Indian module makers are gearing up for an end-of-year surge of procurement for solar projects in the country and hoping that their investments in incorporating global manufacturing benchmarks will translate into enhanced sales offtake.
With developers facing land constraints, a huge pipeline of floating PV projects is currently in the early stages of development in India. While the outlook for solar on water in the fast-moving solar marketplace appears bright, there is much industry learning still to be had and a steep learning curve for component suppliers and developers alike.
The National Solar Energy Federation of India (NSEFI) is continuing to step up its efforts to ensure the quality of large scale solar projects. The body is now looking for stakeholder input into its new best practice guidelines for PV power plant projects, as a part of its ongoing Quality Taskforce initiative.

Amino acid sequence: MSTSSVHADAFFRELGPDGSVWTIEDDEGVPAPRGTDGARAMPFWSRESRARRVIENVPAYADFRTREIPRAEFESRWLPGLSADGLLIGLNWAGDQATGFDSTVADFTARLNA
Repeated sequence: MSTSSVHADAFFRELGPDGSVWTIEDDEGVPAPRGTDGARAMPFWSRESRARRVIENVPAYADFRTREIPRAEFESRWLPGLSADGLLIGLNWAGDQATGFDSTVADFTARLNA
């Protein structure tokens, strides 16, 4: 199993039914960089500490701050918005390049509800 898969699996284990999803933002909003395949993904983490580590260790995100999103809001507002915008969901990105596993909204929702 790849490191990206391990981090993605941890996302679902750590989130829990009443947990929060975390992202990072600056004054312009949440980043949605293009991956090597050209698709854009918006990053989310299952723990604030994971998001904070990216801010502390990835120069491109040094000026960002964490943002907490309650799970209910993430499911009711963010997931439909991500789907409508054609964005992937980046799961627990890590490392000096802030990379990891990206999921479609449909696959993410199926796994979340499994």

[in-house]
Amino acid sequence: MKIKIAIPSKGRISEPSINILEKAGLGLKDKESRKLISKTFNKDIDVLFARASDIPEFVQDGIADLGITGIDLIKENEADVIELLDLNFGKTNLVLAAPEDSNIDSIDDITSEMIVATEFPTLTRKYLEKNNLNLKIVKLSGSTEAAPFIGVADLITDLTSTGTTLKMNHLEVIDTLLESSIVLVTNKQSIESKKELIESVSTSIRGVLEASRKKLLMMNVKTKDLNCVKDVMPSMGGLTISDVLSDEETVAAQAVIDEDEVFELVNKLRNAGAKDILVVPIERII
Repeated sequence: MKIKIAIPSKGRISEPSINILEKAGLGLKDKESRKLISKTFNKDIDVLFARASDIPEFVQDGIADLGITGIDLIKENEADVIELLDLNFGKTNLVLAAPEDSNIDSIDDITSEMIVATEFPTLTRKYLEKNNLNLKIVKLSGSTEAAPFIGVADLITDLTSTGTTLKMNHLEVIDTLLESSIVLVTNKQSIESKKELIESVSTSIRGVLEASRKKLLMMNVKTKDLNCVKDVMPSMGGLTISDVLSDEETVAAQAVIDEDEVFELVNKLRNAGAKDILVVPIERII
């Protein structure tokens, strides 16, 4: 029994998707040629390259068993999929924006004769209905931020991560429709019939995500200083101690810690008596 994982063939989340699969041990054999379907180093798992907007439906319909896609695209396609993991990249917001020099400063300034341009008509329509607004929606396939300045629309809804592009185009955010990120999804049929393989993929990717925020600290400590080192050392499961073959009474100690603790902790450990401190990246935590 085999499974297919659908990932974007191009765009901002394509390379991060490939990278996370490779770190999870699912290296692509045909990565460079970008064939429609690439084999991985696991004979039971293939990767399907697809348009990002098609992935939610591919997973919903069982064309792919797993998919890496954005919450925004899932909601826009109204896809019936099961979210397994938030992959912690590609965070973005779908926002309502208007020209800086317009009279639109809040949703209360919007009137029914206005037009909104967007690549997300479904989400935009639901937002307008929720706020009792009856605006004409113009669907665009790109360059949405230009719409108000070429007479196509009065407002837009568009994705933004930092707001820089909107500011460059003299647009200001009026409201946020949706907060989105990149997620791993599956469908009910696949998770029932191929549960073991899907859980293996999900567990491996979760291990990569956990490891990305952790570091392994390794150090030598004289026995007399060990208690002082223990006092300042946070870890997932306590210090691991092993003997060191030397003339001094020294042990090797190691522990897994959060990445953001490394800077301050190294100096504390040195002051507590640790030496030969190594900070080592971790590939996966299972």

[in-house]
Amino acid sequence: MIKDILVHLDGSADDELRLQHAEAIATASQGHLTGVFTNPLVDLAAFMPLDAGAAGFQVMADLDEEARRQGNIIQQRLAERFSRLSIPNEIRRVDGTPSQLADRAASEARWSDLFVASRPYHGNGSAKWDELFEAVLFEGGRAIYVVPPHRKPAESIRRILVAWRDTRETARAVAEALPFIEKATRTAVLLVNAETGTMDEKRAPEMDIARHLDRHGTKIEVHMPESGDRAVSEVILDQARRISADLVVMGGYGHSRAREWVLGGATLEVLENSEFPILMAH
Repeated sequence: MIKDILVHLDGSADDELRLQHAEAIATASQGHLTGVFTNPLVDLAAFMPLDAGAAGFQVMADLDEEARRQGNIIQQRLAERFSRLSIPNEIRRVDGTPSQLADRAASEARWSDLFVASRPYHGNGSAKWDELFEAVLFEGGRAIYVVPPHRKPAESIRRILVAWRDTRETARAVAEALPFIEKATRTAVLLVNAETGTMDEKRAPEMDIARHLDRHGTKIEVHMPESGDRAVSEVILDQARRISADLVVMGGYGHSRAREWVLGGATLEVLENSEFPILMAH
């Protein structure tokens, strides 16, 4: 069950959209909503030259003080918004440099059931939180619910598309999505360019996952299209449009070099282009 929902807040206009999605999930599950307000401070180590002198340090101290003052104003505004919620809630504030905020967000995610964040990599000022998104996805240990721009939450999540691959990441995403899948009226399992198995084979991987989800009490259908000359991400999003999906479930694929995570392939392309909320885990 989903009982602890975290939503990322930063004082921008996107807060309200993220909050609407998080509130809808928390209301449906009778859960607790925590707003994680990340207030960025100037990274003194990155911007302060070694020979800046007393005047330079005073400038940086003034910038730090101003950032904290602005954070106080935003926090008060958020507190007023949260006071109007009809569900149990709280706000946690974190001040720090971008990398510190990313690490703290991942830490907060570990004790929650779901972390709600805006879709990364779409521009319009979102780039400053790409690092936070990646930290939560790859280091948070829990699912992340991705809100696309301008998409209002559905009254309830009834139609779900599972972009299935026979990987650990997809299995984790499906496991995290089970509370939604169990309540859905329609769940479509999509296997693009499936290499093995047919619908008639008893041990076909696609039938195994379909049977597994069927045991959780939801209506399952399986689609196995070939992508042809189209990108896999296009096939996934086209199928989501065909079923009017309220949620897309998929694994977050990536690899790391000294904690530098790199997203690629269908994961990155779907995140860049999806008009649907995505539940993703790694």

Two related challenges have become barriers to increasing penetration levels for rooftop solar: the hosting capacity of the grid, and the need to maintain stability during periods of peak demand. The Future PV Roundtable, held alongside The smarter E event in Munich, looked at how distributed energy resources such as PV and battery storage, along with demand-side flexibility, can help to meet these challenges – all thanks to VPPs.
Floating PV arrays have the advantage of bypassing lengthy and costly land acquisition processes for developing megawatt-scale solar projects in India. When combined with the additional output from cooler modules and system-level advantages when located on hydro dams, the upside is significant. But durability of modules-on-water is of concern, and one about which there is little awarenesss, says Vivek Chaturvedi, regional business director for DSM Advanced Solar.
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